# Epsilon balanced Code

A linear code is termed as an $$\epsilon -$$balanced code if all the codewords are having fractional hamming weight $$\in (1/2-\epsilon,1/2+\epsilon)$$. I want to show that for every $$\epsilon\in (0,1/2)$$, $$\exists$$ a linear $$\epsilon -$$balanced code $$E:\{0,1\}^n\mapsto \{0,1\}^{poly(n/\epsilon)}$$, with efficient encoding decoding algorithm.

If we ignore the efficient encoding decoding and polynomial stretch, then any $$A_{n\times k}$$ matrix over $$\mathbb{F}_2$$, where $$2^n\geq k>2^{n-1}$$, gives such a code, as any non zero vector in $$\{0,1\}^n$$, is orthogonal to exactly half of the total number of vectors in $$\{0,1\}^n$$. So, if we choose a random $$A_{n\times k}$$, then $$Ax$$, $$x\in\{0,1\}^n$$ has fractional hamming weight, $$\in (1/2-\epsilon,1/2+\epsilon)$$.$$\epsilon$$ depends on $$k$$ and for $$k=2^n$$, $$\epsilon=0$$.

I also found in wikipedia that, if all the rows of $$A$$ are $$\epsilon-$$biased, then the corresponding code is $$\epsilon-$$ balanced. I am not quite sure what $$\epsilon-$$ biased code means and their ways of construction. Can anyone suggest me a simple way to construct these sets?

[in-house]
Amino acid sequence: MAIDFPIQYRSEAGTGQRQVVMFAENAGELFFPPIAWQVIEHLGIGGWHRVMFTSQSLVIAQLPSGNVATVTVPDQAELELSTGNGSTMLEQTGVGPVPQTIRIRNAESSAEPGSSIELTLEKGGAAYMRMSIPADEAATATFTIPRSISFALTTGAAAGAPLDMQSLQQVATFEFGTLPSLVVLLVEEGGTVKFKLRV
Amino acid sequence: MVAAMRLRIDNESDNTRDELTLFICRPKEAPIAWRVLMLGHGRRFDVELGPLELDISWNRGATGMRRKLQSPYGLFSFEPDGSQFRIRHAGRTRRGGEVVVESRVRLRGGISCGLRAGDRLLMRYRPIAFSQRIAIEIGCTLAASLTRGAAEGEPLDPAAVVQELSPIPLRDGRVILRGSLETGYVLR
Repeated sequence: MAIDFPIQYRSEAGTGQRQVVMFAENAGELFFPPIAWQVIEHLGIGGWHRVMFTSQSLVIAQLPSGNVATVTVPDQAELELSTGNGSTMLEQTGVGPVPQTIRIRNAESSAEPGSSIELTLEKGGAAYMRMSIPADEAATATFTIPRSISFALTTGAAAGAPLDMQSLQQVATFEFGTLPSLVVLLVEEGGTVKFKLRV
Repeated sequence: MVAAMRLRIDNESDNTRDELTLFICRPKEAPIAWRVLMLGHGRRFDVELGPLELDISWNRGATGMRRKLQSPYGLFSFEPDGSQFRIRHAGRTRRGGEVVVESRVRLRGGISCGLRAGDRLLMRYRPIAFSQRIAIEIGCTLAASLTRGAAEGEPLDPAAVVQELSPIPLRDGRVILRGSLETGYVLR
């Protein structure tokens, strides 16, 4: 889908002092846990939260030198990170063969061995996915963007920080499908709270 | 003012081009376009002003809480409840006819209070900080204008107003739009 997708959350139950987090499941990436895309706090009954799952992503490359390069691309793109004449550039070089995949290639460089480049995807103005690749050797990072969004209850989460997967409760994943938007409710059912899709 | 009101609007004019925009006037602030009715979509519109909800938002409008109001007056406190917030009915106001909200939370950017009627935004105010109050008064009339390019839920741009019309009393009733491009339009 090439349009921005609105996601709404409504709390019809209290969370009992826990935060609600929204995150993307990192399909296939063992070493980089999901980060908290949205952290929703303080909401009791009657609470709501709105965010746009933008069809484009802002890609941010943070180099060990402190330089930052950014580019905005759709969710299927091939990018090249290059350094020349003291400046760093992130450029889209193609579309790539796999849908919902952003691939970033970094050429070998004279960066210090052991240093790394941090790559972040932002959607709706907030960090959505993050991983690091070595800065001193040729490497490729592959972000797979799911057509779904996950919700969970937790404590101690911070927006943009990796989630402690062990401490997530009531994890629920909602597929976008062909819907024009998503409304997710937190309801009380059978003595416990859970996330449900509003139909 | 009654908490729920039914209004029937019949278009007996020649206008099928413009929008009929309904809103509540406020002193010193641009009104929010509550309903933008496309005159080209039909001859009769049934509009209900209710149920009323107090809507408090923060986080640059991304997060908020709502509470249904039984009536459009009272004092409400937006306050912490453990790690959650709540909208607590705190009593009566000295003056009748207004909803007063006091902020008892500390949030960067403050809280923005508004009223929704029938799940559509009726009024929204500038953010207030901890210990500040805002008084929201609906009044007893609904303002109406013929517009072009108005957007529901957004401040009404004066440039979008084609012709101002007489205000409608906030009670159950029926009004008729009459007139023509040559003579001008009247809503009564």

By the efficient encoding-decoding requirement, one method also comes in mind to use concatenation of Walsh Hadamard Code and Reed Solemon Code. These meets the encoding-decoding requirement and strech requirement, but whether it can be made $$\epsilon-$$balanced is unclear to me.

• The Wikipedia page mentioning $\epsilon$-biased should also define this term, or at least give a relevant link. Usually this term means that the average value of a Fourier character on a random element of the set (in this case, subspace) is at most $\epsilon$ in magnitude. – Yuval Filmus Dec 12 '20 at 15:15
• $1/2+\epsilon$ part I am not getting. $1/2-\epsilon$ comes from some parameter fixing. – roydiptajit Dec 12 '20 at 16:02